The Shark Has Pretty Teeth, Dear, and These Two Baltimore Hunters Can Make Them Smile

updated 11/24/1980 AT 01:00 AM EST

originally published 11/24/1980 AT 01:00 AM EST

Even before Hollywood, sharks had a fearsome reputation. "There is a mystical look in their eyes," says John Dinga, 36, who hunts them on the high seas. "It's an empty eye, a blank stare. It creeps one out." And Dinga has not exactly been messing with leviathans. Instead, he and Rob Mottice, 29, have been rounding up one-to three-and-a-half-foot sharks to stock the $21.3 million National Aquarium, which is being built with federal funds and will open in Baltimore next summer. "The pups are easier to handle and more adaptable," Dinga explains. "But by next July they'll be up to five feet." So far 21 sharks representing three species have been snared.

With a crew of six in a 23-foot, 200-hp craft, the men worked the bountiful, warm waters off Lewes, Del. and Beaufort, N.C. during the late summer. They used nets and long lines (300-foot ropes dangling bloody bluefish and hooks every 10 feet). But rods with wire leaders and hooks baited with fish scraps proved even better.

Once a shark was snagged, it was quickly placed in the boat's 3½'-by-7' holding tank, and the boat dashed for shore at 35 knots. Often a trip of three miles might be made for a single fish. Speed was essential because most sharks suffer fatal tissue degeneration when they are confined. To survive they must keep swimming, with water moving through their mouths and over their gills.

Upon docking, Dinga and Mottice hand-carried their catch to huge indoor tanks filled with 80° seawater. In order to keep the sharks' blood circulating, their captors had to get into the water and "walk" them for as long as two hours. "Left alone," Dinga says, "they give up, roll over and die. The sharks reacclimate after several days. It is dangerous to go in with them then," he continues. "But my worrying about shark attacks would be like an airline pilot worrying about crashing. You have to believe, 'It won't happen to me.' " Dinga has never been assaulted by one of his junior Jaws but has had fingers mangled in diving accidents, once by a 10-pound lobster, once by a moray eel. "But I got the lobster," he proclaims. "He was delicious."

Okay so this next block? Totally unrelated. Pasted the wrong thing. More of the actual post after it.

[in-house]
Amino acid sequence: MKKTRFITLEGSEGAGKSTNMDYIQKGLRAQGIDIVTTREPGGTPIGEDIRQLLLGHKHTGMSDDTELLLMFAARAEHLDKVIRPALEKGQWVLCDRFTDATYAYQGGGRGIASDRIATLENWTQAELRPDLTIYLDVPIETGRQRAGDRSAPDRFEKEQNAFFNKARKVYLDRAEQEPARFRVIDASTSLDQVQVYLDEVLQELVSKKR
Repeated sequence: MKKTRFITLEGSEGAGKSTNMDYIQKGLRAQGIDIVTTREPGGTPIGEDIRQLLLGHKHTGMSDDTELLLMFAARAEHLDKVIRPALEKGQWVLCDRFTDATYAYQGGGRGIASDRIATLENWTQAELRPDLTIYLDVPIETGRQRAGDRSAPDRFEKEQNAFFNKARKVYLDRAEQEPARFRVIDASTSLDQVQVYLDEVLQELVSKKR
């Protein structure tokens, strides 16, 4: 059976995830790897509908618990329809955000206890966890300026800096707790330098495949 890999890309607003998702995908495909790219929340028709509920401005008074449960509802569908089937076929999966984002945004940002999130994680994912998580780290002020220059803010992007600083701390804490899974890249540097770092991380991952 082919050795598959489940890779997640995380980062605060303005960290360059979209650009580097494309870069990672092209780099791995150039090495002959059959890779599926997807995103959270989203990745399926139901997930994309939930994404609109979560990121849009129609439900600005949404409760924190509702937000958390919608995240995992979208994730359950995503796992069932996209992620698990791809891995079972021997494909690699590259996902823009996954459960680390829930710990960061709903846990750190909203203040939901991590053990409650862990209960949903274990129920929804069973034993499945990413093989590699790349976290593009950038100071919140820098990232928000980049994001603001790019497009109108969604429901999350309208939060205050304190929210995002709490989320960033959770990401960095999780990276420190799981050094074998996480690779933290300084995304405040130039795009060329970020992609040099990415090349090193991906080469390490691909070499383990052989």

Born in Yonkers, N.Y., Dinga, the son of a railroad freight agent and a social worker, spent his childhood summers catching fish in the Florida Keys. Graduating from City College of New York with an oceanography degree, he moved to an island off Puerto Rico and for eight years exported tropical fish to wholesalers and aquariums. In 1974 he became the curator of a New England aquarium and in 1978 was appointed curator of the new Baltimore complex. Separated from his wife, Susan, Dinga lives with son Andy, 13, in the city's Riverside area.

Mottice, who serves as the aquarium's assistant curator of husbandry, was raised in landlocked Steubenville, Ohio, the son of a steel mill clerk. Fish fascinated Rob from the age of 8, when one of his two guppies gave birth to 53. He received a degree in marine biology and chemistry from Bowling Green State University.

The shark hunt will resume next spring, with 50 more specimens to be captured. Meanwhile the 75 percent of their haul (brown, sharpnose and sand tiger sharks) that survived are being kept in four 3,000-gallon swimming pools in a Baltimore warehouse. The aquarium plans a 200,000-gallon, racetrack-shaped glass tank to hold 10 to 12 species. Spectators will gawk in the center, continually circled by the sharks, some of them man-eaters. Only the fish figure to be frustrated.

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